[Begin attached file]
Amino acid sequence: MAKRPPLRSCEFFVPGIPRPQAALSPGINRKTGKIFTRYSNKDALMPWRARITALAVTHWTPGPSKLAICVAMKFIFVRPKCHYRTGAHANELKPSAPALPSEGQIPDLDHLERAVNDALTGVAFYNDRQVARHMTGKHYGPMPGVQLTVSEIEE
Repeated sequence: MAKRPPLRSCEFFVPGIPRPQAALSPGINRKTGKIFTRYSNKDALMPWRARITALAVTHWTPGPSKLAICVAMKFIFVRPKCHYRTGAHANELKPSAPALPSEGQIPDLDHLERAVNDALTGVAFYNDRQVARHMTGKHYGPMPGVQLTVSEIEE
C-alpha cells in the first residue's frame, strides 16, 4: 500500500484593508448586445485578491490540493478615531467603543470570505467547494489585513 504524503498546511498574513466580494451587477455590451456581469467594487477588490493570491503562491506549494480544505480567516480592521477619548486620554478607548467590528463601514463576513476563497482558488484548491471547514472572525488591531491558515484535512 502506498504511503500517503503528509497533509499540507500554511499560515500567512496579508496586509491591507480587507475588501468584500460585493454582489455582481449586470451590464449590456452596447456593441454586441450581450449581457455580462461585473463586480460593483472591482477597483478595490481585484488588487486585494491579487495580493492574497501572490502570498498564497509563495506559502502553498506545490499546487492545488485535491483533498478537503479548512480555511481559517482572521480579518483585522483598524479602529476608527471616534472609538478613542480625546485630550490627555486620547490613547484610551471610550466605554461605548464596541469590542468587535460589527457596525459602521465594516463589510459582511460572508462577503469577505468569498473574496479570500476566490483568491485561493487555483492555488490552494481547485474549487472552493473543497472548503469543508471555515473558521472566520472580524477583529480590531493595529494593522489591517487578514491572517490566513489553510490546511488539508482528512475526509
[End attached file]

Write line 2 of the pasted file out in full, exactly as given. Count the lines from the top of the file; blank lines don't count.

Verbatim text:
Repeated sequence: MAKRPPLRSCEFFVPGIPRPQAALSPGINRKTGKIFTRYSNKDALMPWRARITALAVTHWTPGPSKLAICVAMKFIFVRPKCHYRTGAHANELKPSAPALPSEGQIPDLDHLERAVNDALTGVAFYNDRQVARHMTGKHYGPMPGVQLTVSEIEE